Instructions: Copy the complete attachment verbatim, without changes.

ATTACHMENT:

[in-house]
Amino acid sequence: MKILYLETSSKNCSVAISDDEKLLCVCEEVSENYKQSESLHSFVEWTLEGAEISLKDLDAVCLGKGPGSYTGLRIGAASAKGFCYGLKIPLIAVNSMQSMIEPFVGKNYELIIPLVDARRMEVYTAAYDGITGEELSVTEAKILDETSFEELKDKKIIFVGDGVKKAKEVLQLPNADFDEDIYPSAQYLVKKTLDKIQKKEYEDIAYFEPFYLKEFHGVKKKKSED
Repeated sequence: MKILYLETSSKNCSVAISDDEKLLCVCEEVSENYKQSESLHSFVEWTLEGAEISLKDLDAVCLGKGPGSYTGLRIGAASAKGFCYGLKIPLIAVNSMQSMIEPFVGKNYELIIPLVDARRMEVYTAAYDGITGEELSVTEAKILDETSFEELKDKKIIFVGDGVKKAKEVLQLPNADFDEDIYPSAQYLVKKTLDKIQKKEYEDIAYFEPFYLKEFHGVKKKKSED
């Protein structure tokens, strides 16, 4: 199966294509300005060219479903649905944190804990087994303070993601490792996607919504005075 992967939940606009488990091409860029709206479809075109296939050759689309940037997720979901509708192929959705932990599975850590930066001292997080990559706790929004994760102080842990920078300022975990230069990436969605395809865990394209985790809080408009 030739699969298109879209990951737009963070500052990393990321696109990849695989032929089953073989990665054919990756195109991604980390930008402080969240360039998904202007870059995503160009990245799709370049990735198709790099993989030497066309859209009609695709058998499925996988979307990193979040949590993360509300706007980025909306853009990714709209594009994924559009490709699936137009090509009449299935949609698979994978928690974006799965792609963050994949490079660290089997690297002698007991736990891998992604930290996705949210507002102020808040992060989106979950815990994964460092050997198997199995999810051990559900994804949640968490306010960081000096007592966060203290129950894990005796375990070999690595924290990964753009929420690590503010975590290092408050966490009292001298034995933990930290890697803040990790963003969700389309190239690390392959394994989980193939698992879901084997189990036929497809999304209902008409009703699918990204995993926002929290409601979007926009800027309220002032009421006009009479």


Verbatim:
[in-house]
Amino acid sequence: MKILYLETSSKNCSVAISDDEKLLCVCEEVSENYKQSESLHSFVEWTLEGAEISLKDLDAVCLGKGPGSYTGLRIGAASAKGFCYGLKIPLIAVNSMQSMIEPFVGKNYELIIPLVDARRMEVYTAAYDGITGEELSVTEAKILDETSFEELKDKKIIFVGDGVKKAKEVLQLPNADFDEDIYPSAQYLVKKTLDKIQKKEYEDIAYFEPFYLKEFHGVKKKKSED
Repeated sequence: MKILYLETSSKNCSVAISDDEKLLCVCEEVSENYKQSESLHSFVEWTLEGAEISLKDLDAVCLGKGPGSYTGLRIGAASAKGFCYGLKIPLIAVNSMQSMIEPFVGKNYELIIPLVDARRMEVYTAAYDGITGEELSVTEAKILDETSFEELKDKKIIFVGDGVKKAKEVLQLPNADFDEDIYPSAQYLVKKTLDKIQKKEYEDIAYFEPFYLKEFHGVKKKKSED
């Protein structure tokens, strides 16, 4: 199966294509300005060219479903649905944190804990087994303070993601490792996607919504005075 992967939940606009488990091409860029709206479809075109296939050759689309940037997720979901509708192929959705932990599975850590930066001292997080990559706790929004994760102080842990920078300022975990230069990436969605395809865990394209985790809080408009 030739699969298109879209990951737009963070500052990393990321696109990849695989032929089953073989990665054919990756195109991604980390930008402080969240360039998904202007870059995503160009990245799709370049990735198709790099993989030497066309859209009609695709058998499925996988979307990193979040949590993360509300706007980025909306853009990714709209594009994924559009490709699936137009090509009449299935949609698979994978928690974006799965792609963050994949490079660290089997690297002698007991736990891998992604930290996705949210507002102020808040992060989106979950815990994964460092050997198997199995999810051990559900994804949640968490306010960081000096007592966060203290129950894990005796375990070999690595924290990964753009929420690590503010975590290092408050966490009292001298034995933990930290890697803040990790963003969700389309190239690390392959394994989980193939698992879901084997189990036929497809999304209902008409009703699918990204995993926002929290409601979007926009800027309220002032009421006009009479």